For Russia, the frantic scenes of traders paying buyers $40 a barrel to take American oil off their hands mean little on their own. Russian producers sell a different kind of oil — Urals — with the price determined by the benchmark Brent crude oil, not WTI.
However, the spillovers have rippled through the rest of the market Tuesday, with Brent and Urals coming under pressure. The sign of prices going negative in the U.S. triggered a fresh assessment of the extent of the crash in demand for global energy. Brent crude is not trading in negative territory, but crucial June futures contracts for Brent plunged by more than 20% Tuesday to below $20 a barrel.
The immediate effect has been pressure on the ruble, which lost more than 3% against the U.S. dollar and is trading at 77 — its lowest level in three weeks.
Prices for Urals oil are a little more complicated to gauge, with a multitude of different prices quoted depending on where and in what form the oil is bought and sold. Data is also not freely available, being held by Russia’s Finance Ministry and commercial firms such as Refintiv, S&P Platts and Argus Media tracking the latest prices at different locations.
Vedomosti reported Refintiv data Tuesday which showed Urals being delivered to the Mediterranean was sold at $8.48 a barrel, the lowest price since 1998.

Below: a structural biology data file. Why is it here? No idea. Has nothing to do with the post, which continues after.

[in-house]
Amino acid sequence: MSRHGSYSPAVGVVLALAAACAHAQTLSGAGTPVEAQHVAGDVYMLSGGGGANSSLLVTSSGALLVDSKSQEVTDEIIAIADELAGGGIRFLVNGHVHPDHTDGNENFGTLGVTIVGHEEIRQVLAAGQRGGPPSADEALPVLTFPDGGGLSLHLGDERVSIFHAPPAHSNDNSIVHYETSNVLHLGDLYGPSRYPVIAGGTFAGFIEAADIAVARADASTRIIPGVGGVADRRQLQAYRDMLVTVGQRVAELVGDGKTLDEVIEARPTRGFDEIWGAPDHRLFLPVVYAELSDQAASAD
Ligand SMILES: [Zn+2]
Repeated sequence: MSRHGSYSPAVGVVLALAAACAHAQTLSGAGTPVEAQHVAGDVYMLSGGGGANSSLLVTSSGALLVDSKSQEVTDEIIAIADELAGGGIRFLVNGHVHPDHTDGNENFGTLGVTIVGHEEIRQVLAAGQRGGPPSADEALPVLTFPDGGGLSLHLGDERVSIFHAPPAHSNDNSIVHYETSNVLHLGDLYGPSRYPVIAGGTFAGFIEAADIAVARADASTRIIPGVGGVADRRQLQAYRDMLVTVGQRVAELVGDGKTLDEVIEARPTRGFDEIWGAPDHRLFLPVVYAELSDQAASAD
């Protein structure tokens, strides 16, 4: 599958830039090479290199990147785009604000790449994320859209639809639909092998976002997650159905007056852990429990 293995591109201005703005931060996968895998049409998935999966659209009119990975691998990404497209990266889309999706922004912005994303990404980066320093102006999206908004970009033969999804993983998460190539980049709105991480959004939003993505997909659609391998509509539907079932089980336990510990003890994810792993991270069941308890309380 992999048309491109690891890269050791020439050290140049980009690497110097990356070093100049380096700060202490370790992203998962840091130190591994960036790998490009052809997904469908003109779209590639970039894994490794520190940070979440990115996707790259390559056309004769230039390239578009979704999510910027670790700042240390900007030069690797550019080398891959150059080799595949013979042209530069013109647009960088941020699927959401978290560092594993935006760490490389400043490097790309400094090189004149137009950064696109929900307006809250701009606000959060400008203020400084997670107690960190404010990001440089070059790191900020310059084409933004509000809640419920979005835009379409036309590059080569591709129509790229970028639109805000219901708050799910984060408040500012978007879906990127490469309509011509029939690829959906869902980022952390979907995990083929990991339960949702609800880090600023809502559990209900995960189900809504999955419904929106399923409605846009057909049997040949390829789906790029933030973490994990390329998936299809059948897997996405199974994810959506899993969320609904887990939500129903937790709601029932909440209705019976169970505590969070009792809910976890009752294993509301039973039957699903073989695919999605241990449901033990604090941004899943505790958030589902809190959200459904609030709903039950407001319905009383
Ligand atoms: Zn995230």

When Urals falls below $25 a barrel, Russia’s Central Bank accelerates its sales of foreign currencies held in Russia’s reserves — the idea being that buying up rubles will counteract the negative impact which low oil prices can have on Russia’s economy and which pushed the Russian economy into recession in 2015-16 as a result of the oil price crash. Last week, sales were running at around $200 million a day. The Russian government has said it has enough in its $125 billion sovereign wealth fund to cover six years of low oil prices, although some analysts point to larger headaches and structural weaknesses in Russia’s oil industry and the wider economy should oil remain at its current levels for an extended period of time.
“A key question is whether we could see a repeat of this with the June expiry next month,” said Warren Patterson, Head of Commodities Strategy at ING. He is not optimistic that Monday could prove to be a one off. “It is likely that storage this time next month will be even more of an issue, given the surplus environment, and so in the absence of a meaningful demand recovery, negative prices could return for June.”
For Russia, Monday’s wild price ride in the U.S. changes little in terms of the big picture. The fall in Brent, renewed pressure on the ruble and collapse in Urals prices to their lowest since Boris Yeltsin was Russia's President is, however, important.
Lower oil prices are bad news for the Russian economy, hitting not only the Russian government’s day-to-day budget, but also the country’s mammoth rainy day funds which were built up over years of stable oil prices.
Analysts say Russia is better protected from lower oil prices than in the past — for instance, the Central Bank has not been forced to hike interest rates to protect the ruble, and is even likely to slash rates to stimulate the economy — but Russia is still a petro-heavy economy and the combination of lower oil prices and lower oil production as a result of the OPEC+ deal is likely to knock around 3% off Russia’s GDP growth this year.
While the fundamentals haven’t changed, prices falling to minus $40 a barrel is a stark visualization of just how severe the fall in global demand is, and the weaknesses in the structure of oil markets.